Saturday, February 14, 2009

Lompat Si Katak, Lompat!


Datuk Seri Joseph Pairin Kitingan, President, Parti Bersatu Sabah and Deputy Chief Minister Sabah

Datuk Seri Yong Teck Lee, President, Sabah Progressive Party

Dr Azmi Sharom, Associate Professor, Law Faculty, University Malaya

What else could this week have been about but frogs?

I don’t like frogs except on my dinner plate. Is that an attitude our politicians share? Frogs but only on our terms, frogs are all right as long as they hop over to our side. Food for thought. 

I wanted someone who had had a personal experience in frog-handling. Current players being too caught up in the drama of the day, I had to settle for past actors. The most recent frog-hopping incident that brought down a government, barring the current crisis in Perak was in Sabah in 1994 so to Sabah we went. I set up an appointment with a Sabah politician and sent a crew there to set-up a video link recording, while I remained in the studio. On the day the crew arrived in Sabah, a day before recording, we were told that the politician was too busy to keep the appointment. What followed were frantic phone calls to Sabah and a bit of pleading on our part and our TV3 colleague in Kota Kinabalu on our behalf. In the meantime, I called another Sabah political leader as a back-up plan. As it turned out, both accepted and that’s the story of how we ended up with 3 guests for this episode.

The other guest was Azmi Sharom who said an anti-hopping law would be undemocratic. How then would he deal with politicians who hop with ignoble intentions? He proposed that other agencies in the state, such as the judiciary and the anti-corruption agency be strengthened. On a lighter note, the make-up artist found him really cute. 

ntv7’s Chinese talkshow “Editor’s Time” discussed the same topic for one episode and ended it with a song by Taiwan popstar A-Mei with a spoof music video of the 3 + 1 Perak assemblypersons. 

Sunday, February 8, 2009

Police Accountability - what does it mean?


Datuk Seri Syed Hamid Albar, Home Minister

S.Arutchelvan, Suaram

A. Kugan’s death in police custody was the reason for this episode. Exactly how accountable are our police for their actions? And does holding them accountable necessarily mean we are not supporting the police force as we should? That’s the “you’re either with us or against us” argument, made famous by George W. Bush. Who should be policing the police? Has it come to the stage where we may need protection from the police? And with a public that’s clamouring for less crime on the streets, is it acceptable to knock a suspect around if it helps to solve a crime, lock up one more criminal or save a life? Those were some of the questions posed in this episode.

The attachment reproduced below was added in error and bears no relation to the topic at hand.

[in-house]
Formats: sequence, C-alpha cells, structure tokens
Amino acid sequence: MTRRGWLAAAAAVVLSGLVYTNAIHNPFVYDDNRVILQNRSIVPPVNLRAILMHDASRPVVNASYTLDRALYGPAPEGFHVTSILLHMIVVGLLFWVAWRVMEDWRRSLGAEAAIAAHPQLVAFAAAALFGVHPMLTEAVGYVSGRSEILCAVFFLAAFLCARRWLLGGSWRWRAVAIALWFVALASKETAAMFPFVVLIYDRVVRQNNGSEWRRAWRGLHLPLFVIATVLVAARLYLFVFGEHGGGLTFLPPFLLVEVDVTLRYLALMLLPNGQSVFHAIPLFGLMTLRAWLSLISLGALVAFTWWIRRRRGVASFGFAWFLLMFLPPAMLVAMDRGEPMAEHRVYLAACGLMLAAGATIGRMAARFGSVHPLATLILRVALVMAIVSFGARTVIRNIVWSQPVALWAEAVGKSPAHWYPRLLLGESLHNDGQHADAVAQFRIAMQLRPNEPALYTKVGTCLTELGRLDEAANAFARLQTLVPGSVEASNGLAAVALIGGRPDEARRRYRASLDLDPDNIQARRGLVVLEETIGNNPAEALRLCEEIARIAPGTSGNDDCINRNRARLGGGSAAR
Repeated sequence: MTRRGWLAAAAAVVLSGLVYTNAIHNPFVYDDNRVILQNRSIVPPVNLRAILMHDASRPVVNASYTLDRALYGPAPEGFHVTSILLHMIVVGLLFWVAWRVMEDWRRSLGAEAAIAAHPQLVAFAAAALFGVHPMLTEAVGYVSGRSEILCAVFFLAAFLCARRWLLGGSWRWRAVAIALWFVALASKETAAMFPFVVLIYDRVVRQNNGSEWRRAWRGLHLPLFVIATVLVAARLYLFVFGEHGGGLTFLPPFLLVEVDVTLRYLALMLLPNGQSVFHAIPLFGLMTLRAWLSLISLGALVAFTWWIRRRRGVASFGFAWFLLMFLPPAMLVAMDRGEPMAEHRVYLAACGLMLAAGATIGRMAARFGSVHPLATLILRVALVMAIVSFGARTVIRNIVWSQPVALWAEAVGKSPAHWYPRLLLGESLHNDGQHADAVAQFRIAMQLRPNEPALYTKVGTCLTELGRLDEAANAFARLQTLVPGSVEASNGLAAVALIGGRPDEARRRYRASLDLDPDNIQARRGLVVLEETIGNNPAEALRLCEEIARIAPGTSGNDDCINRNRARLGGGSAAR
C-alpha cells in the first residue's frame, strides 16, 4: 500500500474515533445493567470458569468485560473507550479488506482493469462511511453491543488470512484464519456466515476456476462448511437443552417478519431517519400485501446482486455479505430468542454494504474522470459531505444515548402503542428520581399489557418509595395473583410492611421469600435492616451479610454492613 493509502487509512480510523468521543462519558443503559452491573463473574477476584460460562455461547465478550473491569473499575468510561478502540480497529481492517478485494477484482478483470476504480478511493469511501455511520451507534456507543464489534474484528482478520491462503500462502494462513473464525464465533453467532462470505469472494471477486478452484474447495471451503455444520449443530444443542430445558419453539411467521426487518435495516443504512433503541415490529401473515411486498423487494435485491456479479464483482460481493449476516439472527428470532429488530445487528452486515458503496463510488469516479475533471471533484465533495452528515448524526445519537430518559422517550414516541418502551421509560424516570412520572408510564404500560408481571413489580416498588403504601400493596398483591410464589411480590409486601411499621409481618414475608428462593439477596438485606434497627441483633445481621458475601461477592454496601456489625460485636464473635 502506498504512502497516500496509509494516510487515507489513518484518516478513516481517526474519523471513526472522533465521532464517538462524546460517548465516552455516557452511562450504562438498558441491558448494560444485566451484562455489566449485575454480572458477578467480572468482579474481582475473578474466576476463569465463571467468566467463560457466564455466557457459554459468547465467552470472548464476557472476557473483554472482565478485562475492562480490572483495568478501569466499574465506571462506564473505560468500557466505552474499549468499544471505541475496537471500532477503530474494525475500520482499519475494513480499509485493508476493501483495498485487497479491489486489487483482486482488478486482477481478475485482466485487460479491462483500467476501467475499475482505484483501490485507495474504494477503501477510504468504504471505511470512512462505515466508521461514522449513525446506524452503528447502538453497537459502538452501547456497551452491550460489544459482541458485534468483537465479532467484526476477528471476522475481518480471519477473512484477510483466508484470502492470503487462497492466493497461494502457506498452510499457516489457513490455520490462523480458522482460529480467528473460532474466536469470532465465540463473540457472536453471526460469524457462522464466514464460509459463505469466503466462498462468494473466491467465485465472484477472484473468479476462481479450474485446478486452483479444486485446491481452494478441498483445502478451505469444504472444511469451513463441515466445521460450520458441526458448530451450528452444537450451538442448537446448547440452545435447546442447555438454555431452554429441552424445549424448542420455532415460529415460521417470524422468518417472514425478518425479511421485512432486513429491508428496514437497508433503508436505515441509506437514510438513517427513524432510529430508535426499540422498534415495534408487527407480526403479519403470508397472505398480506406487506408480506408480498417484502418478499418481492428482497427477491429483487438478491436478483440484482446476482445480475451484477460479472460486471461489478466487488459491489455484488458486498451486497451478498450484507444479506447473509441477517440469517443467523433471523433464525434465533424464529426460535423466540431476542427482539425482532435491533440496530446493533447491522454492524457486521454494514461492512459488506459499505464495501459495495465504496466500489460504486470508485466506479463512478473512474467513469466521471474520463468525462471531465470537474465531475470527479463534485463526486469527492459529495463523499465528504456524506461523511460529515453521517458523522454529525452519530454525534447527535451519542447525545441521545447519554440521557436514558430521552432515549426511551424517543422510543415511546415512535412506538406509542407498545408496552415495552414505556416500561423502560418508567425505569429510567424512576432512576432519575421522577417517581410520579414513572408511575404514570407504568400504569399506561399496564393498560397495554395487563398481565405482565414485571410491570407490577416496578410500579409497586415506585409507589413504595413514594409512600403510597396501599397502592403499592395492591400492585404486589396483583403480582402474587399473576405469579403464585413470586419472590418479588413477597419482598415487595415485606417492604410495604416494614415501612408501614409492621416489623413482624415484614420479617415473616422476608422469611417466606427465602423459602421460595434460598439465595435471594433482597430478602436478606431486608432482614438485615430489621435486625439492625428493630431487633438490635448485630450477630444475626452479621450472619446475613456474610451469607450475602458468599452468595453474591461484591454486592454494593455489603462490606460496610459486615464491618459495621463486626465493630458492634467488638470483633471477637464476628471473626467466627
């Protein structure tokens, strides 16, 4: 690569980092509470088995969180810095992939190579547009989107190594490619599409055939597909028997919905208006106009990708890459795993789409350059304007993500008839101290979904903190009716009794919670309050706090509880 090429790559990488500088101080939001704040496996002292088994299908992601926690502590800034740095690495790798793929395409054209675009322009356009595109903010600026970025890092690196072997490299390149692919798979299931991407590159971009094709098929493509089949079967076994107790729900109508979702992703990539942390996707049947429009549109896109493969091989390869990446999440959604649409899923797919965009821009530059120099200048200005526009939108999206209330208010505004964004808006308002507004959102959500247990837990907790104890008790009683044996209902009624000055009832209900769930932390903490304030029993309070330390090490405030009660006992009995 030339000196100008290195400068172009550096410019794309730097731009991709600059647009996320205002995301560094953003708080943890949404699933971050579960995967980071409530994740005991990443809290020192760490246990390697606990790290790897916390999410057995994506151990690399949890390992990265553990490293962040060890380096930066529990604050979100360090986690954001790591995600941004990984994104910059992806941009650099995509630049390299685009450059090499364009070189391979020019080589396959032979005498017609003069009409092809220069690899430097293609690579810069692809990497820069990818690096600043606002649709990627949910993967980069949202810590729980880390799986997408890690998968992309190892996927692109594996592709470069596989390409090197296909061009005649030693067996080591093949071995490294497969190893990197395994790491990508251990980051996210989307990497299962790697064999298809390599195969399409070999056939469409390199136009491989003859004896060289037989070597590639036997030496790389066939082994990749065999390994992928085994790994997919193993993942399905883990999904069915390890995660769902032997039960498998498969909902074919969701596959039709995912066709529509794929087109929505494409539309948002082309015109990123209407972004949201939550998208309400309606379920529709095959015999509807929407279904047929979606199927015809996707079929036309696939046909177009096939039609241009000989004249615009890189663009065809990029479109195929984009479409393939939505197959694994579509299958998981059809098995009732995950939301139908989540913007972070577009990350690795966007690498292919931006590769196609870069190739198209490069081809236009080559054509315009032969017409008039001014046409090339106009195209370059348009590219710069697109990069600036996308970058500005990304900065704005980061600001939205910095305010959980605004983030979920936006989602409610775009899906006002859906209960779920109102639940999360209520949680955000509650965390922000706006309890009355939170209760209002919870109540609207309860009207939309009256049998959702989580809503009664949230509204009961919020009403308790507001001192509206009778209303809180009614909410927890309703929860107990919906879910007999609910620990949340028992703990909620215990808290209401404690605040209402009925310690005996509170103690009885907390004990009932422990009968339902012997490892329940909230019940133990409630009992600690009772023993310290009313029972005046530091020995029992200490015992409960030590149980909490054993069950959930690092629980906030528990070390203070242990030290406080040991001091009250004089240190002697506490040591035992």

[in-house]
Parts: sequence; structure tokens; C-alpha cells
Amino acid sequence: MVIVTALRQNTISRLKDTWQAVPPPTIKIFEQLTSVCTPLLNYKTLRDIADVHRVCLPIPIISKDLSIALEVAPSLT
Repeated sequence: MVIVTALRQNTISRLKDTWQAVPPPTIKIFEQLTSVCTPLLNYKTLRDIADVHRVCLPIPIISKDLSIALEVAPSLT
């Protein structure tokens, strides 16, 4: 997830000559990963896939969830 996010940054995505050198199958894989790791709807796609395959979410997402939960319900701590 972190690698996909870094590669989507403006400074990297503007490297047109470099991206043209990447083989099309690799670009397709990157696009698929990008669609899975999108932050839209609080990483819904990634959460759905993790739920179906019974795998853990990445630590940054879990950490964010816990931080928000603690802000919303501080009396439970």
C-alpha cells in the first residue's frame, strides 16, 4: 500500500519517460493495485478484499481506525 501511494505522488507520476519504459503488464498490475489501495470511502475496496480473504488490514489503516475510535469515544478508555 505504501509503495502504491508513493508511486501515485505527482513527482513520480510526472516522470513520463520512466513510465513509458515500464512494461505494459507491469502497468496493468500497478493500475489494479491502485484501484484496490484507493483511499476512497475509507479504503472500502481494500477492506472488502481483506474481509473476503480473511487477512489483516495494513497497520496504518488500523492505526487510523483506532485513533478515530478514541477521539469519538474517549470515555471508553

What else did I learn from this episode?

Lesson 1 – It’s who you know that counts. Sometimes a well-crafted and persuasive letter can only get you so far, you would still need someone to put in a good word for you. That’s what got me one of my guests for this episode.

Lesson 2 – always put your guest at ease first before you put him on the defensive.  Never attempt to do it the other way round. Unless you’re looking for trouble and are partial to shouting matches. But that would only make it even harder to ask the tough questions. Suffice to say I don’t think Syed Hamid would want me interviewing him again anytime soon. 

Sunday, February 1, 2009

Internal Security Act - Retain, Review or Repeal?


Dato’ Nadzim Johan, Executive Secretary, Malaysia Muslim Consumer Organisation
(pro ISA) 

(against ISA) 

The ISA had always been on our list of topics for the show especially after the arrest of Teresa Kok, Tan Hoon Cheng (arrested for her own protection though, as the Home Minister himself explained later. A rather novel use for an old legislation, I must say.) Raja Petra Kamaruddin that night in September.

The obvious choice of pro-ISA guest would have to be someone from the government. But my attempts were stone-walled by press secretaries (who take instructions from their bosses?). “Topic a bit too hot now”. Oh well. So we got someone from Perwaris into the studio. After all, they had been holding demonstrations asking for the ISA to be retained.

There was a dearth of well-reasoned, informed arguments out there on why the ISA ought to be retained. I called up friends who are practicing lawyers, but who (unfortunately in this instance) also happen to be fervently against the ISA, to pick their brains. They are so accustomed to arguing against the ISA that I don’t really learn anything new. Short-cut attempt to research topic nipped in the bud. 

24 hours to recording and my original anti-ISA guest cancelled on me. Federal court hearing would trump a tv show anytime. Panic attack! Thankfully, there are very many experienced lawyers out there who know the issues like the back of their hand. Haji Sulaiman Abdullah was kind enough to appear on such short notice (although he made me answer some difficult questions on why I wanted him on the show. A question that had me stumped. I thought, isn’t it obvious? So I explained my reasons and it was a done deal).

Guest situation resolved I sat down to go through my research but couldn’t do much with a horrible cold and a splitting headache. Reams of research were left unread as I popped a bill and headed off to bed at 8pm. Yikes. The next morning, as soon as recording was over, I knew I had been too easy on Haji Sulaiman. A few minutes after the episode aired, I got a couple of text messages telling me I should have been harder on him.